From the CEO

No matter how many times investors persevere through volatility in the financial markets, it never gets easier and always seems different (this time). Indeed, over the past 110 years, the S&P 500 has been in a state of correction, recession or bear market 46.2% of the time! That equates to almost 51 years of investor discomfort over the last 110 years. Investors have been rewarded for accepting this discomfort with attractive equity investment returns—nearly 9.8%, on average, for the S&P 500 each year since 1927.

What's more, markets are prone to suffer sharp intra-year drops even amid very good calendar year returns. Since 1980, the average intra-year drop has been a whopping 14.3%, yet the annual returns over this same period were positive in twenty-four out of thirty-one calendar years.


Source: Standard & Poor's, FactSet, JP Morgan Asset Management. Returns are based on price index only and do not include dividends. Intra-year drops refers to the largest market drops over periods of 6 months or less. Data are as of 6/30/11. Indices are unmanaged and have no fees. An investment may not be made directly in an index. Past performance is not necessarily indicative of future performance. All investments may lose value over time.

Clearly, the forces of economic activity that drive the financial results supporting the markets — things such as population growth, productivity, innovation, etc. — are far less volatile, so it stands to reason that there are much more volatile forces at play. One such force is human emotion.

"We are merely reminding ourselves that human decisions affecting the future, whether personal or political or economic, cannot depend on strict mathematical expectation, since the basis for making such calculations does not exist; and that it is our innate urge to activity which makes the wheels go round, our rational selves choosing between the alternatives as best we are able, calculating where we can, but often falling back for our motive on whim or sentiment or chance."

—John Maynard Keynes (1964)

Because markets are merely collections of people who act according to their fears and desires of the moment, they are susceptible to the same emotional cycles and crowd influences that are observed in human nature.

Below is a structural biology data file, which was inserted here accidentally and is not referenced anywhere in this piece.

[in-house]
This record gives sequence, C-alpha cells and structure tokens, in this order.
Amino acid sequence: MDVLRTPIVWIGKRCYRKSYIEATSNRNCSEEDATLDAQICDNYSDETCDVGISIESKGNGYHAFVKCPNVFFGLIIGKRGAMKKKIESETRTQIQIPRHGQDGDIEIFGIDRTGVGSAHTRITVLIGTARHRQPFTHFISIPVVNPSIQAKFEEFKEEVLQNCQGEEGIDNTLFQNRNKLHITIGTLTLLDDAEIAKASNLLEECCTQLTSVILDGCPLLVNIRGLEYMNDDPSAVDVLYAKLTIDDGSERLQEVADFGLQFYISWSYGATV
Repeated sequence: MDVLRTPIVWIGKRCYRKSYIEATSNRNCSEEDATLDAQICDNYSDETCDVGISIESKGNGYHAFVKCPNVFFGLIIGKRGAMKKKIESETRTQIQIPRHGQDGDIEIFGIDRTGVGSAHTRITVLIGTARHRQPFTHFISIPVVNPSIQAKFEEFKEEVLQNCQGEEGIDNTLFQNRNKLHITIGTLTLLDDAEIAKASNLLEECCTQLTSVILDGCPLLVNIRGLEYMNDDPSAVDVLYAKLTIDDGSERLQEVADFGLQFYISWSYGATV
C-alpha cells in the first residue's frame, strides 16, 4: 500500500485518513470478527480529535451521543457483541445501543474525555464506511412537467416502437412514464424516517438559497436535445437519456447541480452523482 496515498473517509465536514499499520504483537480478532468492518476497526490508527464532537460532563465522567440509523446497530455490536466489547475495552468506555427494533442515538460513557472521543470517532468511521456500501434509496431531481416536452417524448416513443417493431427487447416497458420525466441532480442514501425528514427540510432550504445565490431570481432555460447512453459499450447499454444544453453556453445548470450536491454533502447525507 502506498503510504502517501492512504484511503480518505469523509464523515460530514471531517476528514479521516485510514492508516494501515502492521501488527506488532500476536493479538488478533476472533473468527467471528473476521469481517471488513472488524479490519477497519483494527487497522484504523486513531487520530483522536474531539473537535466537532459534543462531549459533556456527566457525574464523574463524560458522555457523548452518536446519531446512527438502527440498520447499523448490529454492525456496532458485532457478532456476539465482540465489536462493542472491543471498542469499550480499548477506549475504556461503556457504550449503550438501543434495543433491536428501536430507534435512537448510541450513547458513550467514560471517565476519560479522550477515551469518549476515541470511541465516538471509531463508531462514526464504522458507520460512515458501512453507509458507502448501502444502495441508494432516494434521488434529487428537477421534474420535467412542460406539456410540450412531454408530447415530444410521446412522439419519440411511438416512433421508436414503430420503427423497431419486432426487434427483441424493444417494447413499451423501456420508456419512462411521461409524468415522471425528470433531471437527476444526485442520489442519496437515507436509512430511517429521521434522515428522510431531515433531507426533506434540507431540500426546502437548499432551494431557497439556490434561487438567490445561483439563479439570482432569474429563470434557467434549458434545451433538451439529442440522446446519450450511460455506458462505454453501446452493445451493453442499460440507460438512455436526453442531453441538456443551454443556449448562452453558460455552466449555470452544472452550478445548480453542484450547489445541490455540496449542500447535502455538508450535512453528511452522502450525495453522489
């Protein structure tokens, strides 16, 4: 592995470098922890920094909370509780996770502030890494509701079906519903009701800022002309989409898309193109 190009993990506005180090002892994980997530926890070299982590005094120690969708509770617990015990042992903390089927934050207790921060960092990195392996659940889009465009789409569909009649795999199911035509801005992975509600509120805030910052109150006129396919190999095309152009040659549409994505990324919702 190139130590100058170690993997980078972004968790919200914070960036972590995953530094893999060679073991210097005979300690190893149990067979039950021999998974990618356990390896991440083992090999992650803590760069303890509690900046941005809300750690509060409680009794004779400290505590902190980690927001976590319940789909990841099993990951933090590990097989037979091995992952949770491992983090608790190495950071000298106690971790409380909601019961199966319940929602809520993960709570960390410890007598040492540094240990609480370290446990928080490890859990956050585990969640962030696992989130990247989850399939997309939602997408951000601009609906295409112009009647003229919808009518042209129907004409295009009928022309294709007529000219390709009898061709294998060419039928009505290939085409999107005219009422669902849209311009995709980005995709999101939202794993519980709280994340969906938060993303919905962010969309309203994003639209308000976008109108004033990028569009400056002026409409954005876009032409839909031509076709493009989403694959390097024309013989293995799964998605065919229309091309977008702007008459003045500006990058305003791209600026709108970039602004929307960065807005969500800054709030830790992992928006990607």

This, combined with an (ever increasing) instantaneous and continuous connection between the investor's emotion and the financial markets, is likely one of the reasons for our having recently experienced one of the most volatile weeks in the history of financial markets. No matter what the reason, these forces are making it increasingly challenging to maintain the proper context and perspective that leads to good decision making.

At Aspiriant, we are committed to helping families see their way through these stressful times and stay focused on achieving their goals. During the last downturn, we learned from clients that they value more frequent communication that helps to put current events into better perspective (even in situations where we don't yet have all the answers). In response to this feedback, we have been actively reaching out to clients and we have supplemented those discussions with three special communications in the last month. We hope these efforts have been responsive to your needs.

While uncomfortable, this environment has also produced opportunities for clients to, among other things, take advantage of lower interest rates, employ more aggressive wealth transfer techniques, strategically rebalance portfolios efficiently, and harvest tax losses that can be used to offset future gains in less tax-efficient asset classes. Maintaining a focus on these opportunities is equally important to enhancing client investment strategies and we will continue to identify new ways to "make lemonade out of lemons" on your behalf.

In the meantime, in this issue of Insight, we will provide you with additional perspectives on the global economy, review our new capital market expectations, and outline some charitable giving opportunities that may be applicable to you.

With our genuine gratitude for the opportunity to serve you, we thank you for your partnership.


Rob Francais, CPA
Chief Executive Officer, Principal

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Circular 230 Disclosure:
To assure compliance with Treasury Department rules governing tax practice, the Treasury Department now requires that all tax advisors attach the following statement to any and all written communication, except to the extent exhaustive steps are taken to satisfy the new guidelines of the regulation. We hereby inform you that any advice contained herein (including in any attachment) (1) was not written or intended to be used, and cannot be used, by you or any taxpayer for the purpose of avoiding any penalties that may be imposed on you or any taxpayer and (2) may not be used or referred

Past performance is not indicative of future results. All investments may lose value. Indexes are unmanaged and may not be directly invested in.